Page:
Discover more from InForMetrics - Indian Foreign Policy Metrics
Can Indian Foreign Policy Be Measured?
The question that motivates my blog InForMetrics.
Some say Indian Foreign Policy has been transformed under Narendra Modi. While others say that his policy is merely Nehru’s non-alignment with a better PR. Some believe India was caught napping at the LAC when Chinese incursions happened. Others think that the armed forces gave China a bloody nose at Galwan. Some see the United States far too trusting of India for offering many freebies. Others suggest that India can never trust the US because, once, Henry Kissinger said that being friends with America is fatal.
Ideally, we would’ve preferred to test these narratives scientifically for the ultimate truth. Alas! It is hard to do in social sciences.
We live in a world where these competing explanations exist, and narrative wars are fought on everything under the sun. Then comes our biases. We tend to believe what we like and deny what we don’t.
In these times, how can we make an informed opinion about Indian Foreign Policy? I argue that right data with the right analytical tool and the right evidence can help us reach an informed opinion.
If we could quantify international relations, life would be easy. But is it truly impossible to measure foreign policy? Not really. Data science can provide insights into policy issues.
Can we devise Metrics for measuring Indian Foreign Policy? Thus I call it InForMetrics (Indian Foreign Policy Metrics).
Can Indian Foreign Policy Be Measured? Let’s give it a shot!
What will I do here?
I will pick an issue related to Indian Foreign Policy. These issues can be expected to concern India’s national interests for many years.
Every blog post will be a question. The more obvious the question, the more taken-as-granted our opinions may be, and thus more the need for a scientific inquiry.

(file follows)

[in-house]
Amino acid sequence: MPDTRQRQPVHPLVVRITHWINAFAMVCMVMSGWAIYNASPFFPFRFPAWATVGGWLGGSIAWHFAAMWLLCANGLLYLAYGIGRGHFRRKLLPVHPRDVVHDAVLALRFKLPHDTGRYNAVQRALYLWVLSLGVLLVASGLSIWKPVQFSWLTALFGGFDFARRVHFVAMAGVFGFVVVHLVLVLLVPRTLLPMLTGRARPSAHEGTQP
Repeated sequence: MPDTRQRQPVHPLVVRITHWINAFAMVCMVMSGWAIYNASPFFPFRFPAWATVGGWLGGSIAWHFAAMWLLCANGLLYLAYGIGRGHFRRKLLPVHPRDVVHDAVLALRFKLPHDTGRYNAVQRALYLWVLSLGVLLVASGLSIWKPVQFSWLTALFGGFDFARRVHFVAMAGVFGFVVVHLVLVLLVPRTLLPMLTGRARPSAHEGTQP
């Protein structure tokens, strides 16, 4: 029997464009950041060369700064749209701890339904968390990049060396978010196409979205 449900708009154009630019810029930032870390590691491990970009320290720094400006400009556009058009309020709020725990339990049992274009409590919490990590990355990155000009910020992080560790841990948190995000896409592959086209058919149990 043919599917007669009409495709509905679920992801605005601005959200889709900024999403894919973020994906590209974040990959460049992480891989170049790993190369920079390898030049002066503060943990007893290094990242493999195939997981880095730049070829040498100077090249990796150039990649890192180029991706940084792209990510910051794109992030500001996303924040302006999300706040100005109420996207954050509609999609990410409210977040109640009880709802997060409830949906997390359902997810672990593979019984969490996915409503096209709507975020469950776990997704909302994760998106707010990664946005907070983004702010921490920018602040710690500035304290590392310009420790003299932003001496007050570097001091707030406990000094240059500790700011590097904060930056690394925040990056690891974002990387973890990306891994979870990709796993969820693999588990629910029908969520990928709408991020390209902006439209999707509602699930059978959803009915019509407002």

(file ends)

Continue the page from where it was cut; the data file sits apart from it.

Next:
I will perform a preliminary statistical analysis. No equations, only graphs.
Most writing will be in bullets. No narrative, no stories, no verdicts. Just plain facts, some methods, and inferences.
Finally, I will leave a note on where similar methods may be used.
For now, I’ll begin with this...
Why am I doing it?
I am tired of reading news reports that cite anonymous sources and op-eds based on closed information. Nothing against such pieces, but I am trained to see the world in numbers and cannot come to trust them.
I want to try measuring Indian Foreign Policy. I seek data-backed answers.
As India is changing, the ways of studying its foreign policy must change as well. I believe that instead of problematizing everything like a post-colonial state, we should start seeking solutions like a great-power-next-door.
Why should you read me?
I am an engineer-turned-political scientist who went to IIT Delhi. Then I became interested in International Relations, and now I am based in the United States for a PhD in the same. More about me on my website.
I have been fortunate to ride both ‘science’ and ‘arts’ boats in my career. India lacks data-based social sciences due to our education system. Our 'science’ students struggle to name the capitals of all states in India, while our ‘arts’ students cannot calculate the average of ten integers without sweating. I back myself to do both.
Subscribe InForMetrics if :
You think that Foreign Policy Analysts in India should engage in data-centric inquiry. OR,
You love data and are curious about its application in Indian Foreign Policy. OR,
You hate data, and numbers are your nightmare. But you are so passionate about Indian Foreign Policy that you wouldn’t mind leaving your comfort zone.
I will keep it very simple. InForMetrics is for everyone. If you are able to read a graph, you will be good. If not, you can learn it in five minutes on WikiHow.
That’s it. NO MATH SKILLS REQUIRED!
For readers with advanced proficiency, I will put lots of hyperlinks and supplementary material on the methods.
InForMetrics is one of my passion projects. So, I’ll be On-and-Off when my “work” work cries for attention. But my posts might knock your inbox anytime upon subscription. Watch out this space!
Feel free to comment your thoughts and some foreign policy questions that you might wish to quantify.